LITTLE WHITE DUCK

This favorite song, written in the 1950s, has been a kid-pleaser for generations, thanks to such song stylists as Danny Kaye, Burl Ives, and more recently, Raffi. It comes as no surprise, then, to find that the real news is the gorgeous new illustrations offered in an oversized format by the creator of other brightly appealing books such as What’s That Sound, Woolly Bear? (1996). Luscious collages in shimmery blues and greens, the lovely pink of the lily pad and the brilliant red of the snake fill the pages. Watercolor washes applied to textured or colored paper create a three-dimensional effect that has one almost reaching out to stroke the duck’s feathers. Set out as a playlet, the actors are introduced on the title page, and then the curtain opens. Readers follow the action and can sing along with the guitar-strumming river-rat narrator. They can quack along with the little white duck, glug with the little green frog (not so little here), buzz with the little black bug or hiss with the little red snake, the villain of the piece. This is a truly spectacular undertaking that deserves a wide audience. Bravo. (Picture book. 4-8)

Pub Date: April 1, 2000

ISBN: 0-316-03227-1

Page Count: 32

Publisher: Little, Brown

Review Posted Online: May 20, 2010

Kirkus Reviews Issue: April 15, 2000

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THE CIRCUS SHIP

Van Dusen’s rhyming text takes inspiration from an 1836 shipwreck, but fanciful fun, not tragedy, awaits readers here. The 15 animals aboard The Royal Star swim to an island off Maine after the ship runs aground and the circus’s owner, Mr. Paine, abandons them. At first they shock villagers and run mischievously amok. A fire in a farm shed—with little Emma Rose Abbott inside!—engenders a dramatic rescue by the tiger, whose skill in leaping through flames comes into play. Amusingly, animals and villagers collude to thwart Mr. Paine’s attempt to reclaim his menagerie. The verse is sprightly, but the pictures are the true stunners. Bright, lampooning gouaches (familiar from the Mercy Watson series) and dizzying perspective perfectly suit this picaresque tale. The reprehensible Mr. Paine is an apoplectic giant striding into the placid village at sunset. Huge, leaping flames dramatize the tiger’s riveting heroics. Children will pore over panoramic spreads that invite them to find each of the 15 animals and celebrate a denouement that serves up Mr. Paine’s just deserts. Splendid! (author’s note) (Picture book. 4-8)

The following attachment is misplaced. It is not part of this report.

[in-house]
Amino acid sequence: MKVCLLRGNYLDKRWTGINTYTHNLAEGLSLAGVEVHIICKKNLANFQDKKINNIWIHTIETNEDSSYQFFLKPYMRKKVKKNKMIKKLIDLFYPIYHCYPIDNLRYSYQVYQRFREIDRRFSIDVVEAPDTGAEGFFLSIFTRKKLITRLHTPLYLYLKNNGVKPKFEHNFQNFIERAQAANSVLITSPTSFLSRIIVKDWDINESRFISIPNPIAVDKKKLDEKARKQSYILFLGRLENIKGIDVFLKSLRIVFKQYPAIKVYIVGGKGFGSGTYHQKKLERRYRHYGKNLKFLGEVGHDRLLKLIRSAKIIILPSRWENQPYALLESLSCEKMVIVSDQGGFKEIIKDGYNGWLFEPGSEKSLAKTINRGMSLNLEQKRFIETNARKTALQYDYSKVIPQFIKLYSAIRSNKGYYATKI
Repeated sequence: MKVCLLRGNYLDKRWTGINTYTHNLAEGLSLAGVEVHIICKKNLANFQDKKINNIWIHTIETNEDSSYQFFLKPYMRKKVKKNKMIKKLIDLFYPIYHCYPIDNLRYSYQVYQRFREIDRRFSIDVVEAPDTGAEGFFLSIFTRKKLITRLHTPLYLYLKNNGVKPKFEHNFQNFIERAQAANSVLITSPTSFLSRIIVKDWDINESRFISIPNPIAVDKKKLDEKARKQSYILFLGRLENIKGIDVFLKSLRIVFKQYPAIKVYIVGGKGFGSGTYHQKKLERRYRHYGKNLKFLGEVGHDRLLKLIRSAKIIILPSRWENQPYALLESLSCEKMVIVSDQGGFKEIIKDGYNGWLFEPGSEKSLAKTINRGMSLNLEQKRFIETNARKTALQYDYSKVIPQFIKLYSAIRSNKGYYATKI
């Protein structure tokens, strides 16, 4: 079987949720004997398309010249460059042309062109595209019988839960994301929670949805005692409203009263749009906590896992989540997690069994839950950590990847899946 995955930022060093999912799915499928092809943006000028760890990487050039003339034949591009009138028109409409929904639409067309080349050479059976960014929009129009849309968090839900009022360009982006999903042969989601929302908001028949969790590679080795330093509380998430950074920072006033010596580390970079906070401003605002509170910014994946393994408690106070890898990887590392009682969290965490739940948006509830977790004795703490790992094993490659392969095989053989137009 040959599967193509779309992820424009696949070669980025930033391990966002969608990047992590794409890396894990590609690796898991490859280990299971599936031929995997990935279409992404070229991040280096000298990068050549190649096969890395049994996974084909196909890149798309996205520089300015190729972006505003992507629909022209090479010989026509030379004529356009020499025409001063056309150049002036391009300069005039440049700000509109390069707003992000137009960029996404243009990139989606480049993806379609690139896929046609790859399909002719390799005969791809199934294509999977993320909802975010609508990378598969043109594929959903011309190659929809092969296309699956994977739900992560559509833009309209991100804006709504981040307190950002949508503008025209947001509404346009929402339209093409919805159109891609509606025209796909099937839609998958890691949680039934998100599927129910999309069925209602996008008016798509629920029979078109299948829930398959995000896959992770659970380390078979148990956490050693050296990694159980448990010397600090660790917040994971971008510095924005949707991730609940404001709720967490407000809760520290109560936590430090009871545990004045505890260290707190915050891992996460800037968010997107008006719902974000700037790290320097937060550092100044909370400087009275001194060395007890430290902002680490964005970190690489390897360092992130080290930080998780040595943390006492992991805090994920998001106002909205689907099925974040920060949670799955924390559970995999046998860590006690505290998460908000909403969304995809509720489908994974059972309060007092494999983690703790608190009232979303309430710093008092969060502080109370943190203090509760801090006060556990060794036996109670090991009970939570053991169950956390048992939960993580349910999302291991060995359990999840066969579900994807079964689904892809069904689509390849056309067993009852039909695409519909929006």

Pub Date: Sept. 1, 2009

ISBN: 978-0-7636-3090-4

Page Count: 40

Publisher: Candlewick

Review Posted Online: May 20, 2010

Kirkus Reviews Issue: Aug. 15, 2009

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A beautiful portrayal of a historic and arduous family journey northward

OVERGROUND RAILROAD

One family’s experience of the Great Migration.

Cline-Ransome and Ransome, a husband-and-wife author-and-illustrator team, have again collaborated on an important story from African American history. Narrator Ruth Ellen, Mama, and Daddy awaken early to travel to New York without the permission or knowledge of the landowner on whose land they sharecrop. (The author’s note mentions that landowners often used threats and violence to keep sharecroppers on the land and perpetually in debt.) The family boards the train with luggage, tickets, and food in a shoebox—since black folks cannot eat in the dining car and must sit in the colored section of the train. The conductor calls out the cities as they progress North. When the conductor removes the “whites only” sign near Baltimore, African Americans can sit wherever they want—though it takes some time before Ruth Ellen and her family find white riders who smile a welcome. Ruth Ellen reads Narrative of the Life of Frederick Douglass aloud to Mama on the train ride, a gift from her teacher that parallels her own family’s journey. Ransome’s watercolor-and-collage illustrations effectively capture both the historical setting and the trepidation of a family who though not enslaved, nevertheless must escape as if they were. Cotton bolls throughout the images accentuate cotton’s economic dominance in the sharecropping system.

A beautiful portrayal of a historic and arduous family journey northward . (Picture book. 4-8)

Pub Date: Jan. 7, 2020

ISBN: 978-0-8234-3873-0

Page Count: 48

Publisher: Holiday House

Review Posted Online: Oct. 23, 2019

Kirkus Reviews Issue: Dec. 1, 2019

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